There are several differences between Chapter 11 and Chapter 13 bankruptcies, the primary one being who can file for each type of bankruptcy. Businesses cannot file for Chapter 13 and are steered toward Chapter 11 reorganization bankruptcy, or total liquidation of assets and debts through Chapter 7. Both Chapter 11 and 13 do allow filers to try to preserve some of their assets.
Chapter 11 Defined
Chapter 11 allows a corporation to attempt to restructure its business by selling some of its assets and possibly even having the court excuse some of the debts they cannot pay. Most businesses who file Chapter 11 bankruptcy are doing so to try to save their company from closing.
Chapter 13 Defined
Chapter 13 is a court-supervised debt repayment plan designed for individuals, and does not cover businesses or their debts. It typically forgives some consumer debt and allows the person filing to keep assets such as a house while in debt repayment.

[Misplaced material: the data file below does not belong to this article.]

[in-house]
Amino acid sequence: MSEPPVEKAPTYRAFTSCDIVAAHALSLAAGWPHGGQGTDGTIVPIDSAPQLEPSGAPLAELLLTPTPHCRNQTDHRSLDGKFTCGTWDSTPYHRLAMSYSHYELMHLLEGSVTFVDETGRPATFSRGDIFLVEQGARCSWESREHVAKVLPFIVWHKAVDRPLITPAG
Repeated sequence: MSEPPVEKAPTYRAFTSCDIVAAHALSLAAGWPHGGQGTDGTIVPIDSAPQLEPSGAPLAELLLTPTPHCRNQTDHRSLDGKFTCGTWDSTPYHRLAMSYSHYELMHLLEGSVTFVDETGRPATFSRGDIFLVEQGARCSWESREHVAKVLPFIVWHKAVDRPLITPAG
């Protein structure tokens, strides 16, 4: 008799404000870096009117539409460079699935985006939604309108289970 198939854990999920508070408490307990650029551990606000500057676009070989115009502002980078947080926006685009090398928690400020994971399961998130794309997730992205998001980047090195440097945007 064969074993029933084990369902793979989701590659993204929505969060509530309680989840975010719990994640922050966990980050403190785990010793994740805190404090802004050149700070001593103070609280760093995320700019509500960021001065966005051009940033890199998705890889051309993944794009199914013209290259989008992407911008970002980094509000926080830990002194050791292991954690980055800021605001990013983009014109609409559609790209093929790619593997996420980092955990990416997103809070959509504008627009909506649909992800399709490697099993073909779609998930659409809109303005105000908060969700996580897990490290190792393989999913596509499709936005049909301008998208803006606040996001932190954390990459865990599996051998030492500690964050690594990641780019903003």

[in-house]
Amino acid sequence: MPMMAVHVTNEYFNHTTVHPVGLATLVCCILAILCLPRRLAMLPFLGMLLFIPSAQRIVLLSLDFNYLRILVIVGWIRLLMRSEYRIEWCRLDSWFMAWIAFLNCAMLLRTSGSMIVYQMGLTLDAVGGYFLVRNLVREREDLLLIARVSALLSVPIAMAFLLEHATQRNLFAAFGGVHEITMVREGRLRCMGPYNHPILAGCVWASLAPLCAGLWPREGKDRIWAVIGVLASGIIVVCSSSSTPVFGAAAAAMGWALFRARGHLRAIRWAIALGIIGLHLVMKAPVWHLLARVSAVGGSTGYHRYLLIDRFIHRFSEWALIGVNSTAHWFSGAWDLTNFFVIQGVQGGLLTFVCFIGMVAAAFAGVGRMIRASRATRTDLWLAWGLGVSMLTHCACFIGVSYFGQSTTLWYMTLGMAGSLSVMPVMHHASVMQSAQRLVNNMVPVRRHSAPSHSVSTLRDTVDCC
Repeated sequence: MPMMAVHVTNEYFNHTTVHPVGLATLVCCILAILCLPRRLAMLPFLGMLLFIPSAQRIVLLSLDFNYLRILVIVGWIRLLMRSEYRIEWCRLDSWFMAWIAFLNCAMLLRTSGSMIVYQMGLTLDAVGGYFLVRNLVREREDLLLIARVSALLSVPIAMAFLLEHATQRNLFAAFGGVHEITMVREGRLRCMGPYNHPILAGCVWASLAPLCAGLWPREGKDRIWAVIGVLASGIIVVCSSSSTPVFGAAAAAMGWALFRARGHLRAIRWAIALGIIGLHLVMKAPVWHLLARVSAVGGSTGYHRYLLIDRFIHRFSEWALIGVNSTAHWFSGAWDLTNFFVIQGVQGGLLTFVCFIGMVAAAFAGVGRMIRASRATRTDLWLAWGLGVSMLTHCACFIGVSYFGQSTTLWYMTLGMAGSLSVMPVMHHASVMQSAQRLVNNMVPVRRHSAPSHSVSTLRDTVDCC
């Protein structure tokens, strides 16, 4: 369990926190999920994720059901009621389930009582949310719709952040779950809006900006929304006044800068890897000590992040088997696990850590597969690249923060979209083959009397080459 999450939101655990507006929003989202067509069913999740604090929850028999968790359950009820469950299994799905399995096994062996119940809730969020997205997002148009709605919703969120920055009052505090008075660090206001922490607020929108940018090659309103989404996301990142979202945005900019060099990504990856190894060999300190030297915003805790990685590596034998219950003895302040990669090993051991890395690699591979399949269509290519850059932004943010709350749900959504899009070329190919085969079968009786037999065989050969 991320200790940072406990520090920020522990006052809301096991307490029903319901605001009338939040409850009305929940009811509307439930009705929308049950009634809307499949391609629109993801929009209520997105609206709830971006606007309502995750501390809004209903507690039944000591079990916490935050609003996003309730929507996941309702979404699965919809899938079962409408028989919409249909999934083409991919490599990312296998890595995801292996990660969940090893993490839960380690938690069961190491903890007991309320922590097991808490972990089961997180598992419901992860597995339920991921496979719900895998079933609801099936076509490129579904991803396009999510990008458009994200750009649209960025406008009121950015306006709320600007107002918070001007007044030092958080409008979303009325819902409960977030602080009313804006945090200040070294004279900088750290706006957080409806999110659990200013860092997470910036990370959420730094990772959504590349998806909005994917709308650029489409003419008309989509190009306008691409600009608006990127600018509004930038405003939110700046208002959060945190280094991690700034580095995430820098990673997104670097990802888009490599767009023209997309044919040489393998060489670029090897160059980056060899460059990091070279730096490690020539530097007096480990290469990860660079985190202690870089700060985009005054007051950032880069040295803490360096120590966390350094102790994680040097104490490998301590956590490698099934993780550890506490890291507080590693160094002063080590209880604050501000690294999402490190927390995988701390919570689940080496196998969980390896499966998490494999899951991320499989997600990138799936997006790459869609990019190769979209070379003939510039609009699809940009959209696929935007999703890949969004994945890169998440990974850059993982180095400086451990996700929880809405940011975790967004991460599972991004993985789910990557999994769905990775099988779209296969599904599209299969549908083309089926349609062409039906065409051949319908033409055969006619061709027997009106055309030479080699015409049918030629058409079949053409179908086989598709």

If creditors do not approve of a repayment plan in either Chapter 11 or Chapter 13, a judge can order a method of debt repayment. This could be an advantage to those who are in business or have personal contracts they cannot keep.
In both Chapter 11 and Chapter 13, a bankruptcy trustee of the federal court becomes deeply involved in either the person's or corporation's financial affairs. Filers are subject to budget requirements and review of their expenses and assets.
Any bankruptcy proceeding automatically stops a creditor's efforts to collect debts, which can provide some time and relief from the situation for the filer. Creditors cannot sue, contact the debtor or seize assets while the court is handling a Chapter 11 or Chapter 13 case.